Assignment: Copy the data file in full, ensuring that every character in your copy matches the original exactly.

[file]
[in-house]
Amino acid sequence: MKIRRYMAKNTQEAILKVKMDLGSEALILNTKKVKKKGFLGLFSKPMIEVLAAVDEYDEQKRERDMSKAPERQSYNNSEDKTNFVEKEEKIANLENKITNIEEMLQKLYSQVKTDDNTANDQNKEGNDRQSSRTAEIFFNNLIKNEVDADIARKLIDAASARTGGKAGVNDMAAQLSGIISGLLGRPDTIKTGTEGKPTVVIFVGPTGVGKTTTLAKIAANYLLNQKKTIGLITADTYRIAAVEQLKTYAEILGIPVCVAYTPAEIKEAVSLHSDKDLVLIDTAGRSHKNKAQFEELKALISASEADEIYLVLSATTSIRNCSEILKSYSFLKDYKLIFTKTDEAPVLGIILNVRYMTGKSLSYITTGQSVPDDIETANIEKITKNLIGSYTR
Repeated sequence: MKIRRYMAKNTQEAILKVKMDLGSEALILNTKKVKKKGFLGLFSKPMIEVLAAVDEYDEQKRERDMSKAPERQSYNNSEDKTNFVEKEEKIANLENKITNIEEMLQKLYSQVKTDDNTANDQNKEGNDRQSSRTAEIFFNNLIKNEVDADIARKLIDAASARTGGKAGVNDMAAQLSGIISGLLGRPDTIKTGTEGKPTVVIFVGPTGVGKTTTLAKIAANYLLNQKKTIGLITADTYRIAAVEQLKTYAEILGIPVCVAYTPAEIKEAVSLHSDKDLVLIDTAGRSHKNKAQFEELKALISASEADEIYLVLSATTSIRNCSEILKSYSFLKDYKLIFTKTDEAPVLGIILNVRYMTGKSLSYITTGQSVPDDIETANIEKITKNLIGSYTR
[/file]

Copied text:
[in-house]
Amino acid sequence: MKIRRYMAKNTQEAILKVKMDLGSEALILNTKKVKKKGFLGLFSKPMIEVLAAVDEYDEQKRERDMSKAPERQSYNNSEDKTNFVEKEEKIANLENKITNIEEMLQKLYSQVKTDDNTANDQNKEGNDRQSSRTAEIFFNNLIKNEVDADIARKLIDAASARTGGKAGVNDMAAQLSGIISGLLGRPDTIKTGTEGKPTVVIFVGPTGVGKTTTLAKIAANYLLNQKKTIGLITADTYRIAAVEQLKTYAEILGIPVCVAYTPAEIKEAVSLHSDKDLVLIDTAGRSHKNKAQFEELKALISASEADEIYLVLSATTSIRNCSEILKSYSFLKDYKLIFTKTDEAPVLGIILNVRYMTGKSLSYITTGQSVPDDIETANIEKITKNLIGSYTR
Repeated sequence: MKIRRYMAKNTQEAILKVKMDLGSEALILNTKKVKKKGFLGLFSKPMIEVLAAVDEYDEQKRERDMSKAPERQSYNNSEDKTNFVEKEEKIANLENKITNIEEMLQKLYSQVKTDDNTANDQNKEGNDRQSSRTAEIFFNNLIKNEVDADIARKLIDAASARTGGKAGVNDMAAQLSGIISGLLGRPDTIKTGTEGKPTVVIFVGPTGVGKTTTLAKIAANYLLNQKKTIGLITADTYRIAAVEQLKTYAEILGIPVCVAYTPAEIKEAVSLHSDKDLVLIDTAGRSHKNKAQFEELKALISASEADEIYLVLSATTSIRNCSEILKSYSFLKDYKLIFTKTDEAPVLGIILNVRYMTGKSLSYITTGQSVPDDIETANIEKITKNLIGSYTR